The trial court gave the following instruction:"Now, ladies and gentlemen, serious bodily injury may be defined as being such physical injury to the person as may, but not necessarily must, result in death, resulting from an assault upon the person. Now, the injury must be serious, but must fall short of causing death. Now, whether such serious injury has been inflicted in this case must be determined by you, the jury, from the evidence in the case. This is a matter solely for your determination, as to whether or not *211 serious injury has been inflicted in this case."
It is clear, as defendant contends, that "serious bodily injury" is not the equivalent of "by force and against her will." The latter element has long been present in our rape statutes, see, e. g., State v. Jesse, 20 N.C. 95 (1838), and is still sufficient to support a conviction of second degree rape under G.S. 14-21(b) (Cum.Supp. 1975). The force necessary to meet the latter requirement, as explained on numerous occasions by this Court, need not be physical force but may take the form of fear, fright or coercion. State v. Hines, 286 N.C. 377, 211 S.E.2d 201 (1975); State v. Primes, 275 N.C. 61, 165 S.E.2d 225 (1969). The mere threat of serious bodily harm which reasonably induces fear thereof constitutes the requisite force. State v. Burns, 287 N.C. 102, 214 S.E.2d 56 (1975); State v. Henderson, 285 N.C. 1, 203 S.E.2d 10 (1974).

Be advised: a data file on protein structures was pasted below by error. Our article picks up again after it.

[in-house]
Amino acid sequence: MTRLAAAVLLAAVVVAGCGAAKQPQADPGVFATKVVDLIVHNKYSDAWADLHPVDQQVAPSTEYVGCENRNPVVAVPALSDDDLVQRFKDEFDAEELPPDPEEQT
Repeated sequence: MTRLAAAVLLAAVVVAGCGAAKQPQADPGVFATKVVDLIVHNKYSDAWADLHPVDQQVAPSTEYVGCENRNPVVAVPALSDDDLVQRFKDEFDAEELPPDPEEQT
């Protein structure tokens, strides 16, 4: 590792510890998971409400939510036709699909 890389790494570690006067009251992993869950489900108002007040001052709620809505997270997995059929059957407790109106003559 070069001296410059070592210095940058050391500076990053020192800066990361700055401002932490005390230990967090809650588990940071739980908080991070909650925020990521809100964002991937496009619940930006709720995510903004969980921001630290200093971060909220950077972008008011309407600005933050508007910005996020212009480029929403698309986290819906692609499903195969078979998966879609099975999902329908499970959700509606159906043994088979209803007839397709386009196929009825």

A conviction of first degree rape, however, requires not only the carnal knowledge of a female "by force and against her will" but also the use of a deadly weapon or the infliction of "serious bodily injury" which overcomes the victim's resistance or procures her submission. See State v. Dull, 289 N.C. 55, 220 S.E.2d 344 (1975).
It is not contended by the State that a deadly weapon was used, nor is there evidence of such use. Defendant's conviction of first degree rape must therefore stand on the contention that the victim's resistance was overcome by the infliction of serious bodily injury. "Serious bodily injury," as required by G.S. 14-21(a)(2) (Cum.Supp. 1975), has never been defined by this Court; however, some guidance to the meaning of the phrase can be found by reference to our cases construing G.S. 14-32 (assault with a deadly weapon with intent to kill inflicting serious injury) and by viewing similar cases from other jurisdictions.